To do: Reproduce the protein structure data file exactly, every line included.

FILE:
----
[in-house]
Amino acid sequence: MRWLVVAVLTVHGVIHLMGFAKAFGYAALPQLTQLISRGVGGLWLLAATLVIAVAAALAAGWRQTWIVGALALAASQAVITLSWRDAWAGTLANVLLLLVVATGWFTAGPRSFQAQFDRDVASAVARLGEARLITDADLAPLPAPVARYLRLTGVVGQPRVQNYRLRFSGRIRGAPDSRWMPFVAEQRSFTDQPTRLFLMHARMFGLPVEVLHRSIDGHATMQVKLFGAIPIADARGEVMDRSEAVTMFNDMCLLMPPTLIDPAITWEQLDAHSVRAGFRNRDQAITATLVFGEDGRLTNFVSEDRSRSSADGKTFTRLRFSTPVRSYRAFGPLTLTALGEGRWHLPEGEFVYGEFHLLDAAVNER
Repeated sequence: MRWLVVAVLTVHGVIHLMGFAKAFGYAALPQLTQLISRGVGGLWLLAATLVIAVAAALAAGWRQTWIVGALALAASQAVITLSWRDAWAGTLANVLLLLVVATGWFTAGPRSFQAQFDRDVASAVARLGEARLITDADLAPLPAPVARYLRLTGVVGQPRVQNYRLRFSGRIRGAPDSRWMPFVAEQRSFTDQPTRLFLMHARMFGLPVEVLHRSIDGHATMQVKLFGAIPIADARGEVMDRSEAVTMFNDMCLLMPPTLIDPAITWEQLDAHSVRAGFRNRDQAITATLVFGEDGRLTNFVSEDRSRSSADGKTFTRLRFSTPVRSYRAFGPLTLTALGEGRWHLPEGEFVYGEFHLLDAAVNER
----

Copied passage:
[in-house]
Amino acid sequence: MRWLVVAVLTVHGVIHLMGFAKAFGYAALPQLTQLISRGVGGLWLLAATLVIAVAAALAAGWRQTWIVGALALAASQAVITLSWRDAWAGTLANVLLLLVVATGWFTAGPRSFQAQFDRDVASAVARLGEARLITDADLAPLPAPVARYLRLTGVVGQPRVQNYRLRFSGRIRGAPDSRWMPFVAEQRSFTDQPTRLFLMHARMFGLPVEVLHRSIDGHATMQVKLFGAIPIADARGEVMDRSEAVTMFNDMCLLMPPTLIDPAITWEQLDAHSVRAGFRNRDQAITATLVFGEDGRLTNFVSEDRSRSSADGKTFTRLRFSTPVRSYRAFGPLTLTALGEGRWHLPEGEFVYGEFHLLDAAVNER
Repeated sequence: MRWLVVAVLTVHGVIHLMGFAKAFGYAALPQLTQLISRGVGGLWLLAATLVIAVAAALAAGWRQTWIVGALALAASQAVITLSWRDAWAGTLANVLLLLVVATGWFTAGPRSFQAQFDRDVASAVARLGEARLITDADLAPLPAPVARYLRLTGVVGQPRVQNYRLRFSGRIRGAPDSRWMPFVAEQRSFTDQPTRLFLMHARMFGLPVEVLHRSIDGHATMQVKLFGAIPIADARGEVMDRSEAVTMFNDMCLLMPPTLIDPAITWEQLDAHSVRAGFRNRDQAITATLVFGEDGRLTNFVSEDRSRSSADGKTFTRLRFSTPVRSYRAFGPLTLTALGEGRWHLPEGEFVYGEFHLLDAAVNER